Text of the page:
The special millage, a one-mill special ad valorem property tax levied on property owners, provides the district with funding for arts and athletic education.
Orange County voters will have the opportunity to vote on a renewal of the special millage dedicated to Orange County Public Schools on the Aug. 28 election.
One of the questions on the ballot regards the one-mill special ad valorem property tax that property owners currently pay on their tax bills.
The tax, which generated $116,368,388 during the 2016-17 school year, is added to the OCPS budget and earmarked for myriad programs. The programs mostly include arts and athletics education, but the money also helps fund teacher-retention programs, helps pay for social workers who aid at-risk students and pays for some college and career counselors, said OCPS Chief Communications Officer Scott Howat.
The special millage, which remains in effect for four years, was first passed in 2010 by 58% of Orange County’s voters and then approved for renewal in 2014 by 76%, Howat said.
Howat said school-district officials are grateful of Orange County residents’ generosity. He also emphasized that, because of inadequate funding from the state and federal government and minimal year-by-year increases in per-student funding, the money is desperately needed to support the country’s ninth largest school district.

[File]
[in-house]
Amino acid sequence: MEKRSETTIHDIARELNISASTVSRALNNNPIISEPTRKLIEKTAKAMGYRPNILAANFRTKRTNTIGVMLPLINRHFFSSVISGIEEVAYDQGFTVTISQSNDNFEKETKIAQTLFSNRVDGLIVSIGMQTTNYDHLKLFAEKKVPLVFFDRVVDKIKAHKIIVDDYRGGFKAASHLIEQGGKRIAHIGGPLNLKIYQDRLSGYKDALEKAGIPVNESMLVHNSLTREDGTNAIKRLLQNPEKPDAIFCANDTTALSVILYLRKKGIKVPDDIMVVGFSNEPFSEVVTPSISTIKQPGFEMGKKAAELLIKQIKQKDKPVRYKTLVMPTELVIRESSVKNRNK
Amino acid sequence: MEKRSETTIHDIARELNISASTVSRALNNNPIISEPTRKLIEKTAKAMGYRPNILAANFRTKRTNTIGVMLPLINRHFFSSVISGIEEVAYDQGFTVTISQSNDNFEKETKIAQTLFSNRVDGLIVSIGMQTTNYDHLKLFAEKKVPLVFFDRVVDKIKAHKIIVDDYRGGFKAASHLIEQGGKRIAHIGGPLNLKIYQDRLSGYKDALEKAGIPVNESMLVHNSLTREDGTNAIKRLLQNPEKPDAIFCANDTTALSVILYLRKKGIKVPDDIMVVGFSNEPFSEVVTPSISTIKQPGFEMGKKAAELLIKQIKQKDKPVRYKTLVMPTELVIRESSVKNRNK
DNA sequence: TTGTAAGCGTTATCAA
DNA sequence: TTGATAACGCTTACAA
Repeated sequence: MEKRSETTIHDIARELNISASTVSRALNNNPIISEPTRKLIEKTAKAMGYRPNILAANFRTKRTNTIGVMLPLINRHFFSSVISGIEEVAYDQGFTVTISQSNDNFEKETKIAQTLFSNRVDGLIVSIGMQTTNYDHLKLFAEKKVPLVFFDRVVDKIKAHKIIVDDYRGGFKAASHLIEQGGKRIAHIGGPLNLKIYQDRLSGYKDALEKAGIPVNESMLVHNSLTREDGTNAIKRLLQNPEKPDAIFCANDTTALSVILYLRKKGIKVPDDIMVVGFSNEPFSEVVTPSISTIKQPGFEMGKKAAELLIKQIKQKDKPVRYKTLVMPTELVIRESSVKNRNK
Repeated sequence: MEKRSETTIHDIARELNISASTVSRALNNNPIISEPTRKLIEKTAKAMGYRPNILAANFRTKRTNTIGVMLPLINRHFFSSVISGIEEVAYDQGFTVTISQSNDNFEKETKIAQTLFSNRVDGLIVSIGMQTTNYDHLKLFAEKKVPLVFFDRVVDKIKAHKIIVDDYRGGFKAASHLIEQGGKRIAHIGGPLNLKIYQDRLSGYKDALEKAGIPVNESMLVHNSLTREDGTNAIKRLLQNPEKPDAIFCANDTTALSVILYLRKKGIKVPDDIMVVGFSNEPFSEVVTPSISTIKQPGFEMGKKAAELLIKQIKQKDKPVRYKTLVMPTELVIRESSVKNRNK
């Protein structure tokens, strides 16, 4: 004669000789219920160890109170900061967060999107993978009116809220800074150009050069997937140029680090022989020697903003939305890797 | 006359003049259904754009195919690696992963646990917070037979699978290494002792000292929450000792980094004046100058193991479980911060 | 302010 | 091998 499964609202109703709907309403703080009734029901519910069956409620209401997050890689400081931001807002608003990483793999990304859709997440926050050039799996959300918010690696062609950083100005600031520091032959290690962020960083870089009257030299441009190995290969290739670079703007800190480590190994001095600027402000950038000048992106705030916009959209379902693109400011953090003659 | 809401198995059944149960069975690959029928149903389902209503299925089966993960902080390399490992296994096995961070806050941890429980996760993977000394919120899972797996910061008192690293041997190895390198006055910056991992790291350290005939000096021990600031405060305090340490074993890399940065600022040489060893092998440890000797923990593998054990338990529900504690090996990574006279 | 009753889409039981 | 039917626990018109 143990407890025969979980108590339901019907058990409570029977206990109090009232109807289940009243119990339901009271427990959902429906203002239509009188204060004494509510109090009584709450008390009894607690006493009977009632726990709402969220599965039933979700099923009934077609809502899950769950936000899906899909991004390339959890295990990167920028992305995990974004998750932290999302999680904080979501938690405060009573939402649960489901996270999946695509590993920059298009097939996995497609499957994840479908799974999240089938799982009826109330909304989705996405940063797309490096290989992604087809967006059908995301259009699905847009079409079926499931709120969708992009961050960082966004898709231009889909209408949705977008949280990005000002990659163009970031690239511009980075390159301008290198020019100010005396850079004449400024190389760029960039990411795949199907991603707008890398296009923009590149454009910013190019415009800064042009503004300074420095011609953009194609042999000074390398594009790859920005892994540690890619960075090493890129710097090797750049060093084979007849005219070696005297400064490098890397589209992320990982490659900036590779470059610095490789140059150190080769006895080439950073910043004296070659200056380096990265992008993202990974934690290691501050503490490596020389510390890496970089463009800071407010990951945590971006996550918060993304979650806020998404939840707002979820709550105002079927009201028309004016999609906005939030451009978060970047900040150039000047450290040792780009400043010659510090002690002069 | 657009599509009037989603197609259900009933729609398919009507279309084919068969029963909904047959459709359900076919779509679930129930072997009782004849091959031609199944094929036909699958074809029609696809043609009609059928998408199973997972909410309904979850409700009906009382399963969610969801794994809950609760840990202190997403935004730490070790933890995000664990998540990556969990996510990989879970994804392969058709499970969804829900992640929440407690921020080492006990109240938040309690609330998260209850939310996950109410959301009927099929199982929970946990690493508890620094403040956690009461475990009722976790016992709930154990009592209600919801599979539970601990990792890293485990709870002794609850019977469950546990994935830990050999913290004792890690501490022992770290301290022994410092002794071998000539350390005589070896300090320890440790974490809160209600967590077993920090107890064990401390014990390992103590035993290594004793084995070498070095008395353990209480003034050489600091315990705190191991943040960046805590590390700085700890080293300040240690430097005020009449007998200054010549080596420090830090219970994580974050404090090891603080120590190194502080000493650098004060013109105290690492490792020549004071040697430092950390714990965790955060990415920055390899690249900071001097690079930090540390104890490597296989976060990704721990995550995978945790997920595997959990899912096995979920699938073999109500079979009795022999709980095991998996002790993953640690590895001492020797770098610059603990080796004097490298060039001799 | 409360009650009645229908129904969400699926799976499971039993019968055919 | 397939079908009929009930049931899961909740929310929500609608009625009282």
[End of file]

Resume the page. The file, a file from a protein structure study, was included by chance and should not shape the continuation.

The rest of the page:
OCPS currently has an estimated 209,560 enrolled students and 24,629 employees — 14,213 of which are teachers.
“State revenue makes up about 51.6%; local revenue makes up about 40.2% of our funding; the federal government makes up (0.6%) of our funding,” Howat said. “And then the special millage — the one mill — makes up about 7.6% of our funding. So it’s small compared to what the state provides, but it’s still critical.”
Howat said the 7.6% is critical because per-student funding from the state is below what it should be, if adjusted for inflation.
“The difference in the per-student funding between July of 2007 and July of 2018 is $32.75, over 11 years,” Howat said. “That means that we’ve increased on average less than $3 per student from the state. And ... if the (state) would have funded, just based on whatever the Consumer Price Index increase was, we would be $1,400 over where we are today, as of July of 2018.”
Howat said the per-student funding increase the district received this year was $110 but added the vast majority of the total already was designated toward specific programs, including more school-safety officers and mental-health counselors.
After those programs, the district received a 47-cent increase in per-student funding for discretionary expenses, he said.
“So our concern is, with this small of an increase and with us continuing to try to find more efficiencies in our budget and trying to squeeze things up so we can give raises to teachers and do other things. ... How do we continue to maintain the momentum?” he said.
If the referendum does not pass this year, OCPS anticipates a 2019 budget reduction of about $143 million, Howat said. The school approved to add the referendum to the ballot on April 10, and the Orange County Board of County Commissioners approved the resolution during its May 22 meeting.
The decision is now left up to Orange County voters, who may vote on the millage Aug. 28. Early voting will be from Aug. 17 to 26.